My ah-ha moment came in the shape of a blustery, cold day. It was a snowy, so my friends and I naturally decided to spend the day watching movies. As I looked around at the jam-packed common room, I realized how lucky I am to be at Denison. In that room with me was a swimmer from California, a Theta from Wisconsin, a music major from Cleveland, a rugby player from Chicago – the list goes on and on and on. This is just part of the incredible picture of my Denison experience, but it’s one that I wouldn’t trade for anything.
The moment that changed everything.
Learning comes in a steady stream, inside class and beyond, but every once in a while it happens in a flash. This is the realization. The ah-ha moment. The unexpected experience that teaches the exact thing you didn’t know you needed to learn.
I didn't know general education classes would cause me to be more passionate about the field I want to go into! As a psychology major, I am interested in working in drug and alcohol rehabilitation, and we read and discussed a book in my sociology class about heroin addicts that affirmed my passion and desire to pursue that career.
My aha-moment at Denison was how I decided on my major. Throughout my first year, I was taking courses in diverse departments – computer science, art history, theatre, philosophy, women's studies – pretty much everything except what my majors are now. Although I was enjoying these classes, I was eager to choose a major. In the last few weeks of my first year, I was talking to a professor, and she told me to go with my gut, maybe not trying to figure out what I thought would be practical or would lead to a high paying career, but something that I loved. This advice led to a turning point for me. I then started focusing my decision on what classes I was driven toward, excelling in, and most excited about. After that I chose two majors, Communication and Sociology/Anthropology, and I've never looked back.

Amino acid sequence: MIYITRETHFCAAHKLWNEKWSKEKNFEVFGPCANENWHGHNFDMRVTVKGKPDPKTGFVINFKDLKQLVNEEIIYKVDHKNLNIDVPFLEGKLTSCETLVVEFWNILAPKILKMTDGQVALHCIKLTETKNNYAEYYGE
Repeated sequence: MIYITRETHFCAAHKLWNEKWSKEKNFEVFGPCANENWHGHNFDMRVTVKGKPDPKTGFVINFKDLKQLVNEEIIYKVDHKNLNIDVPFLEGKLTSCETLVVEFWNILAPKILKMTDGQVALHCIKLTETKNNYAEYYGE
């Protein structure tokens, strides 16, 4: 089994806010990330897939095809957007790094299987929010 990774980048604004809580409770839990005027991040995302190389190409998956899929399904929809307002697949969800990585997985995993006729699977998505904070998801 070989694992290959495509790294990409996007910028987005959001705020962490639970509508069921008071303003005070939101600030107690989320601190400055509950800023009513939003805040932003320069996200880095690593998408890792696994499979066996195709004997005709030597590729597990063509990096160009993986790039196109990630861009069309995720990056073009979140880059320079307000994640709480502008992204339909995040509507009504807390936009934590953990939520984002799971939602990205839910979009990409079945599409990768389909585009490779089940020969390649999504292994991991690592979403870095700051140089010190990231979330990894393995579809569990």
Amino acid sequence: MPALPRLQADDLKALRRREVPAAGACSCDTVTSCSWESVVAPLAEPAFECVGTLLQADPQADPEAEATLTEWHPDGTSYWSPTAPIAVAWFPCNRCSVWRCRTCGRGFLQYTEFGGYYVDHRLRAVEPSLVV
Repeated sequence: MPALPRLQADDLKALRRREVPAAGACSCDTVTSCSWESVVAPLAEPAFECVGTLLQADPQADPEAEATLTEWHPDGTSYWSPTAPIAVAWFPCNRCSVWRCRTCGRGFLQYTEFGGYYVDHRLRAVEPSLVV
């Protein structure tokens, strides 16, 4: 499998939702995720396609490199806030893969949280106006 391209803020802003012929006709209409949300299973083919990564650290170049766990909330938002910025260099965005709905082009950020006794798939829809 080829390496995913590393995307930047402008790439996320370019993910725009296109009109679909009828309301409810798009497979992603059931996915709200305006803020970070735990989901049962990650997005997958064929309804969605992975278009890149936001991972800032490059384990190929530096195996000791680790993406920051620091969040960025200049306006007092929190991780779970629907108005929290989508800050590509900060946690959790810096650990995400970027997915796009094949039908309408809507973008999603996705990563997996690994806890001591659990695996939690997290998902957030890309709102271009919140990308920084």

My ah-ha moment has to be coming into contact with so many people who are not … me. It felt great to be surrounded by people who come everywhere from Alaska to New York City, and really getting to know their lives and how we all ended up in this tiny, beautiful liberal arts college in central Ohio.
I've met the lacrosse player from New England, the pre-med major from Ohio, the artsy English/philosophy major from Pittsburgh, but each one is fantastic in their own way. Each one seems to be holding the building block for what makes Denison … Denison. And who would think that so many people, who are so different, could create a school and a student culture as strong as ours?
My ah-ha moment actually occurred a few days ago when I realized that you’re never idle in college. There is a constant exchange of information on campus—whether it’s in the classroom, dining hall, or passing on A Quad. There is a great quote from Eleanor Roosevelt: “Great minds discuss ideas; Average minds discuss events; Small minds discuss people.” College students are constantly exploring new ideas and formulating opinions on those experiences.
You’re always doing something at Denison. Even sitting in a dorm room and hanging out with friends can be productive. When I’m with my friends, we talk about serious stuff like politics and current events. No matter where you go on campus, you’re doing something.
I came to Denison with the idea ingrained in my head that college was purely a means to an end—finding a job was of the utmost importance, and this was just a steppingstone. I took classes in departments like Political Science, purely because they sounded marketable to me. But my true passion lay in English. I had been writing for as long as I could remember, crafting stories and poems and loving every minute. I didn’t think that “English major” was synonymous with “career” or “money,” though. So I tried to stay away.
But the moment I took my first creative writing course, I realized that life was about doing what you love—so I switched my major to English and embarked on a journey that has lead me here, to my second semester of senior year, with a book-length poetry manuscript and amazing memories of my time at Denison. I couldn’t be more proud of my choice. And guess what? I found a job as a writer halfway across the world—proof that if you follow your passion, your dreams might just come true.
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